Catalina Arévalo is an environmental journalist and author at Agencia EFE in Spain. She was a Journalist Fellow at the Reuters Institute in 2011-12, where she researched how the coverage of climate change summits has changed.

Her research paper can be downloaded: Climate Change Summits beyond Copenhagen, Who Goes, Who Stays, and How Are They Covered?

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Why Newsweek died – at least in print

By Letícia Sorg

When in 2004 I started working in journalism, as an intern at Veja, the magazine’s ads highlighted the fact that the Brazilian newsweekly was the fourth biggest in the world, circulation-wise – behind America’s Time and Newsweek and Germany’s Der Spiegel. Given the decrease in Der Spiegel’s circulation, Veja took over the third position. And from December 31 – when the last Newsweek print edition will hit the stands – it will be able to claim the second position.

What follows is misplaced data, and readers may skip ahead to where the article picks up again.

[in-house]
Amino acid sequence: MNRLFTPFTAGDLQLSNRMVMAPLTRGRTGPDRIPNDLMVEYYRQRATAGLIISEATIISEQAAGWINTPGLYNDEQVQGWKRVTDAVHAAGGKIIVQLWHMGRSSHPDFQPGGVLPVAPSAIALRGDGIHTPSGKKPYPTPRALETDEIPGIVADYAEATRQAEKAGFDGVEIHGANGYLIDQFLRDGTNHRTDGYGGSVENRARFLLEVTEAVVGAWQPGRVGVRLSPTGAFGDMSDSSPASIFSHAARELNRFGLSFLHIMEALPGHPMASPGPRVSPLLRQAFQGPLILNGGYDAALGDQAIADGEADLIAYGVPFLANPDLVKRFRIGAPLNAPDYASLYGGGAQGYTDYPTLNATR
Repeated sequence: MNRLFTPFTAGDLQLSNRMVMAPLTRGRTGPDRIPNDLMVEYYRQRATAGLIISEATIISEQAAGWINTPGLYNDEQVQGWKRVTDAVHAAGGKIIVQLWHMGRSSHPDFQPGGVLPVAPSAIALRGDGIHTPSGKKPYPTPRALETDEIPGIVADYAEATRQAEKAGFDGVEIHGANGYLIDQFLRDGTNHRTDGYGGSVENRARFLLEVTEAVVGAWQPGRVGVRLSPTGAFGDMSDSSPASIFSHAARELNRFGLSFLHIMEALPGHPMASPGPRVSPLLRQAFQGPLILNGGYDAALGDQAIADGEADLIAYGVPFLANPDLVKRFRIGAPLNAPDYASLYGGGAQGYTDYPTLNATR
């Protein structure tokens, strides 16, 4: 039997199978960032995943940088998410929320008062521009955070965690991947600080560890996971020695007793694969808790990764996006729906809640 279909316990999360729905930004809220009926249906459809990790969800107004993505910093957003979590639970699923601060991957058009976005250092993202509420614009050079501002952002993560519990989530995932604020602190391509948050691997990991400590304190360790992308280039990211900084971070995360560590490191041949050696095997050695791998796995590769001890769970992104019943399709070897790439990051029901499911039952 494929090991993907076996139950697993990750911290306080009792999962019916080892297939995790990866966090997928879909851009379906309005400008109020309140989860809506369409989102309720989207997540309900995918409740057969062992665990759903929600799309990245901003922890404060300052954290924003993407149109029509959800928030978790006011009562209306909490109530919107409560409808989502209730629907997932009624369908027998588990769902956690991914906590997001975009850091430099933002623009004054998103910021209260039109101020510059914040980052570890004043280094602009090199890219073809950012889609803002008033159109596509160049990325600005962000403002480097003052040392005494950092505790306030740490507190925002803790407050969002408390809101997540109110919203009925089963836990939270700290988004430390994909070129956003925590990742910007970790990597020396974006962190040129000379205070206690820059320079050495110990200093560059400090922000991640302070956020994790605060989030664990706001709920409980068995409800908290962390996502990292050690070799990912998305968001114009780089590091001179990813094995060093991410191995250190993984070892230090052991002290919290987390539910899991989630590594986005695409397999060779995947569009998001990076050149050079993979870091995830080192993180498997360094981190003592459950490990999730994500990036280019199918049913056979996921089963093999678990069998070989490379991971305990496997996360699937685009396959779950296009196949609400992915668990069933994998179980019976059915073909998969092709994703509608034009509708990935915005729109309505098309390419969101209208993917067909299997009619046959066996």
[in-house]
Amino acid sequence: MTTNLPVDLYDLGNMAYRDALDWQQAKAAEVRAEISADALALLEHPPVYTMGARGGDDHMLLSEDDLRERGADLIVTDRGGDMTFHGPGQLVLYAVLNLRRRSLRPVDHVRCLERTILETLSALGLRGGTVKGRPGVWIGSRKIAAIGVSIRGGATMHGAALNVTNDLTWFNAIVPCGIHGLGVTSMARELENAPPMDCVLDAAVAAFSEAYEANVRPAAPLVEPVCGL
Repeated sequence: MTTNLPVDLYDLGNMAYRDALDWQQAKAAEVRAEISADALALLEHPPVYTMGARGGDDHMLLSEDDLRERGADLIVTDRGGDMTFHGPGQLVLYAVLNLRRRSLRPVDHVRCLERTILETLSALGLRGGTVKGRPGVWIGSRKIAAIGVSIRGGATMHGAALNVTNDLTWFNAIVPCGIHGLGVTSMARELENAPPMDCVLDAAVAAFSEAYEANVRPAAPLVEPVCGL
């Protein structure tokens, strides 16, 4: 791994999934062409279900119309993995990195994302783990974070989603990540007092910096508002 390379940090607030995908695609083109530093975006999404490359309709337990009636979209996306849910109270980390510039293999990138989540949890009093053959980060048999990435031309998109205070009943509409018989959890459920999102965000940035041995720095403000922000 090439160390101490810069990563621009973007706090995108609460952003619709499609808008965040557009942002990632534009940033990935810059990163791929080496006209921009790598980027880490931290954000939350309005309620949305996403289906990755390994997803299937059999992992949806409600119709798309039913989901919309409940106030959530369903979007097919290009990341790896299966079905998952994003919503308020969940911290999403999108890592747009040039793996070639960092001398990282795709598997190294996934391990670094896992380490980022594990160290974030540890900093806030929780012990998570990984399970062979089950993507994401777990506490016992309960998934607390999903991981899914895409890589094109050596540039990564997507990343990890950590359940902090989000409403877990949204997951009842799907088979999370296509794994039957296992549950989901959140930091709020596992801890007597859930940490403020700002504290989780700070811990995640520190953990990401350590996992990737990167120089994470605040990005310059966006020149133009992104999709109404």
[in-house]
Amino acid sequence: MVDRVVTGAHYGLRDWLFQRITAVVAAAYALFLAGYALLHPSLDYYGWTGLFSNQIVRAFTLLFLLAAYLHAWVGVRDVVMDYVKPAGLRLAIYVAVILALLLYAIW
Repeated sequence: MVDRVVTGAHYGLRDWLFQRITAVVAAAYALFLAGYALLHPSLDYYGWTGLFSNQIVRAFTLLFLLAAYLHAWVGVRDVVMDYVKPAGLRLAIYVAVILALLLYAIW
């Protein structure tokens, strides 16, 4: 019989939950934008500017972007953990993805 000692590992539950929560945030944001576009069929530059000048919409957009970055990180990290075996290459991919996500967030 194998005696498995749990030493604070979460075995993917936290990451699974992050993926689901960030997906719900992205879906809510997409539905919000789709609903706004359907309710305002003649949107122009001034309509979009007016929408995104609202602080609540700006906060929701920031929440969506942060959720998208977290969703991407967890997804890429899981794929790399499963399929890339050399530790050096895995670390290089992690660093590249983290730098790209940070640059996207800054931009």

But Veja may not find many reasons to celebrate. It seems that Time (with its 3.2 million copies) and Veja (with its 1.1 million copies) are among the last of an endangered species: the traditional newsweekly magazine.

The extinction process seems to have been on its way for a few years now. Since 1989 Time’s weekly circulation has dropped some 4.4 million copies; Newsweek has stopped printing 4.1 million copies. In 2008, the third biggest American newsweekly, the U.S. News & World Report, decreased its print frequency, eventually becoming digital-only in 2010 and changed its content proposition from general news to rankings of services, from education and law firms to hospitals.

This was the context when I joined the RISJ as a journalist fellow, in October 2009, to study the future of newsweekly magazines in the digital era. Apart from the journalistic interest, there was an obvious question underlying my research: should I start looking for another job? I was on leave of absence from Época, then the second largest Brazilian newsweekly magazine.

The fact that I am now working for a financial newswire does not mean that the answer was “yes”. My research, which counted on readings and several interviews with people within the industry, led me to conclude that the internet is not mercilessly murdering print publications. But it is certainly speeding up the perishing process of the already fragile ones.